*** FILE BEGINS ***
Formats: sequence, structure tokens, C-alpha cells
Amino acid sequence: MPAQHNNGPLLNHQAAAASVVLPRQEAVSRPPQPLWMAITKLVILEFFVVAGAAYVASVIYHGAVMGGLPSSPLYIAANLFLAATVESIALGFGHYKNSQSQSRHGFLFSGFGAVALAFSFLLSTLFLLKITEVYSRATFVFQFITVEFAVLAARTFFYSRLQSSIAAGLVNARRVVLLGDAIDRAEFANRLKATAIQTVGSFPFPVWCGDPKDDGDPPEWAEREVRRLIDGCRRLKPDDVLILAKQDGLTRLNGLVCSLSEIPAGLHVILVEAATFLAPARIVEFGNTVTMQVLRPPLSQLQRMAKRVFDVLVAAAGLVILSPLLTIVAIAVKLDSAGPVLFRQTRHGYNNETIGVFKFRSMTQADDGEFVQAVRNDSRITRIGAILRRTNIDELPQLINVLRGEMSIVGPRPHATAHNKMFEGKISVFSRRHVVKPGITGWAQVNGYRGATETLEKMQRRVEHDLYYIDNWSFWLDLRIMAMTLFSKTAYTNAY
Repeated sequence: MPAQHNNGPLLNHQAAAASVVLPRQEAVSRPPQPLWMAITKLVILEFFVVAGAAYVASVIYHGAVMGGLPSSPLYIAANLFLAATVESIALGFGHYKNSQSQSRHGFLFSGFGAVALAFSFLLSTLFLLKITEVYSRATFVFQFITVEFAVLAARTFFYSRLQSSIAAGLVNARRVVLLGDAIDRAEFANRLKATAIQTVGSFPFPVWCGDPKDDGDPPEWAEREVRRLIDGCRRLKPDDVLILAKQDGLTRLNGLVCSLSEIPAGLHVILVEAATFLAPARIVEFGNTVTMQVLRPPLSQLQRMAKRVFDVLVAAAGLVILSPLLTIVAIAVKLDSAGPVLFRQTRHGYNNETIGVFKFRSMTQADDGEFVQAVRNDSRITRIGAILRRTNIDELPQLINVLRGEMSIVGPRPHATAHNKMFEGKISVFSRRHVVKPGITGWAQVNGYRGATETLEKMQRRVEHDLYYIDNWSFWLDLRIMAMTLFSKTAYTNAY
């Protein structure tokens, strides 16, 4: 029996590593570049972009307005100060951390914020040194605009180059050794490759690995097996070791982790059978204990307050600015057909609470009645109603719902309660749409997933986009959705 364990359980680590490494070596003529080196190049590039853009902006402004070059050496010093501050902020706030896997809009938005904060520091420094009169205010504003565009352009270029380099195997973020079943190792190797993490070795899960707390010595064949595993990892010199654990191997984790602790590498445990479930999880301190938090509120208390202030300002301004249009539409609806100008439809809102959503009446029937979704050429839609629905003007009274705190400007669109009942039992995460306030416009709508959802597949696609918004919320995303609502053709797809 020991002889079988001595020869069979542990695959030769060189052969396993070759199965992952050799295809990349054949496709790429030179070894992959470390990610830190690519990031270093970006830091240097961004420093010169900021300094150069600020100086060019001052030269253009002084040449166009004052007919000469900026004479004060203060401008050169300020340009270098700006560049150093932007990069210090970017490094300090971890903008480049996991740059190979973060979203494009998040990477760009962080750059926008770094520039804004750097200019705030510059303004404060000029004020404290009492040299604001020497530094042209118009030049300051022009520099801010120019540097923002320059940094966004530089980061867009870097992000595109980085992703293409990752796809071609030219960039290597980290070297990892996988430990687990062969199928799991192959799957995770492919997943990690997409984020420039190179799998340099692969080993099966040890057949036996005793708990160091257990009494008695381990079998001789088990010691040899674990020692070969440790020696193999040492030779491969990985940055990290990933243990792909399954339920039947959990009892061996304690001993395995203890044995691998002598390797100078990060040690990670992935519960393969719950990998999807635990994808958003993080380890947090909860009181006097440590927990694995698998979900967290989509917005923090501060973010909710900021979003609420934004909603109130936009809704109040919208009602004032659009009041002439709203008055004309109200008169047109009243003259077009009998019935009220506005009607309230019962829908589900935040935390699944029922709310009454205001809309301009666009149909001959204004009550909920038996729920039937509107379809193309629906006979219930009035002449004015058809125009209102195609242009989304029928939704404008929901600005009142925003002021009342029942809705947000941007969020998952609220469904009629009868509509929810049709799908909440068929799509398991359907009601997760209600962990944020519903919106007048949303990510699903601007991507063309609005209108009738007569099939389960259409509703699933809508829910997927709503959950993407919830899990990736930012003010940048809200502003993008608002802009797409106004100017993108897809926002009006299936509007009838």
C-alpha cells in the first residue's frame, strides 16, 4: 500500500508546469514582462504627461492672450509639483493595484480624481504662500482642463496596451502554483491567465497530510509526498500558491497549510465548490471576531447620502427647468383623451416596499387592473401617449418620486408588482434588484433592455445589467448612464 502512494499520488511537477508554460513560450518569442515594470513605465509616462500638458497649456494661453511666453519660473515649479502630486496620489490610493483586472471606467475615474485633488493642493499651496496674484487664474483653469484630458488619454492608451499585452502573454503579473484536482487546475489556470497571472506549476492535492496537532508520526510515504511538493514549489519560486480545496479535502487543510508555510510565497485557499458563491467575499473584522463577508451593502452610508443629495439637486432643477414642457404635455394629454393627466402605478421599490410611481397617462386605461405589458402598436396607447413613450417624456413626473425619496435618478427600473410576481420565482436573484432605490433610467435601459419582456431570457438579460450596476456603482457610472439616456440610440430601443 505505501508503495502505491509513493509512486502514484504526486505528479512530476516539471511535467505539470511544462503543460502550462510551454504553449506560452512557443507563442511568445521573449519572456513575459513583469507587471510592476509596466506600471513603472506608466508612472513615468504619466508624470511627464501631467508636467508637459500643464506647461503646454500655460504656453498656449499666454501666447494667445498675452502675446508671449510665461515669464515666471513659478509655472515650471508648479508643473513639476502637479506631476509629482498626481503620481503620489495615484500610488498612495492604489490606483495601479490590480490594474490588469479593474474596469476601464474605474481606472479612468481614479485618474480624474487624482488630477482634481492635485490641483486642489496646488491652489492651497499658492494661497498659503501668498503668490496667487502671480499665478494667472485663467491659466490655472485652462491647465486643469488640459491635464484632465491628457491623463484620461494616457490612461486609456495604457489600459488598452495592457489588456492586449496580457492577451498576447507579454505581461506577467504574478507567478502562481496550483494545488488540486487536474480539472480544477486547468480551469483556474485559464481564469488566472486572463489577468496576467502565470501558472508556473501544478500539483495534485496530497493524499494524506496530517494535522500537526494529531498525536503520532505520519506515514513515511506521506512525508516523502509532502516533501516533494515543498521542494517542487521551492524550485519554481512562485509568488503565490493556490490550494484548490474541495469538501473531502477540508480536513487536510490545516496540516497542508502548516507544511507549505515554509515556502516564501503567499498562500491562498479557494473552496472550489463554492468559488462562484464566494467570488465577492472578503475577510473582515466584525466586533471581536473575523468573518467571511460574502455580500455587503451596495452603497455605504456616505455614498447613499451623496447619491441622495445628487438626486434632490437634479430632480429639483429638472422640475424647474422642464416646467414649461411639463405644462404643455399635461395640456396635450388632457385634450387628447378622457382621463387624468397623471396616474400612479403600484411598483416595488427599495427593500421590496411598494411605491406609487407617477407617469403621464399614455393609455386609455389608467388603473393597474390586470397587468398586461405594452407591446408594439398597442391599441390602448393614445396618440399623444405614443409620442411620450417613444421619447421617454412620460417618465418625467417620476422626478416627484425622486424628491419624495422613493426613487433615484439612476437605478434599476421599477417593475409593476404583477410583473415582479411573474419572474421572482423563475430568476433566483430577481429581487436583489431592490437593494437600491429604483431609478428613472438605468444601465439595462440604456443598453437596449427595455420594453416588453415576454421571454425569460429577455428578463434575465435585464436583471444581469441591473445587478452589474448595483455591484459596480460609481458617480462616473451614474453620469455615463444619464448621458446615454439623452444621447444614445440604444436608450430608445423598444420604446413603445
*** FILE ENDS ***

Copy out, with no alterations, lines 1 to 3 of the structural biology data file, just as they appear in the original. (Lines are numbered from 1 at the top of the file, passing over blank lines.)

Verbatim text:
Formats: sequence, structure tokens, C-alpha cells
Amino acid sequence: MPAQHNNGPLLNHQAAAASVVLPRQEAVSRPPQPLWMAITKLVILEFFVVAGAAYVASVIYHGAVMGGLPSSPLYIAANLFLAATVESIALGFGHYKNSQSQSRHGFLFSGFGAVALAFSFLLSTLFLLKITEVYSRATFVFQFITVEFAVLAARTFFYSRLQSSIAAGLVNARRVVLLGDAIDRAEFANRLKATAIQTVGSFPFPVWCGDPKDDGDPPEWAEREVRRLIDGCRRLKPDDVLILAKQDGLTRLNGLVCSLSEIPAGLHVILVEAATFLAPARIVEFGNTVTMQVLRPPLSQLQRMAKRVFDVLVAAAGLVILSPLLTIVAIAVKLDSAGPVLFRQTRHGYNNETIGVFKFRSMTQADDGEFVQAVRNDSRITRIGAILRRTNIDELPQLINVLRGEMSIVGPRPHATAHNKMFEGKISVFSRRHVVKPGITGWAQVNGYRGATETLEKMQRRVEHDLYYIDNWSFWLDLRIMAMTLFSKTAYTNAY
Repeated sequence: MPAQHNNGPLLNHQAAAASVVLPRQEAVSRPPQPLWMAITKLVILEFFVVAGAAYVASVIYHGAVMGGLPSSPLYIAANLFLAATVESIALGFGHYKNSQSQSRHGFLFSGFGAVALAFSFLLSTLFLLKITEVYSRATFVFQFITVEFAVLAARTFFYSRLQSSIAAGLVNARRVVLLGDAIDRAEFANRLKATAIQTVGSFPFPVWCGDPKDDGDPPEWAEREVRRLIDGCRRLKPDDVLILAKQDGLTRLNGLVCSLSEIPAGLHVILVEAATFLAPARIVEFGNTVTMQVLRPPLSQLQRMAKRVFDVLVAAAGLVILSPLLTIVAIAVKLDSAGPVLFRQTRHGYNNETIGVFKFRSMTQADDGEFVQAVRNDSRITRIGAILRRTNIDELPQLINVLRGEMSIVGPRPHATAHNKMFEGKISVFSRRHVVKPGITGWAQVNGYRGATETLEKMQRRVEHDLYYIDNWSFWLDLRIMAMTLFSKTAYTNAY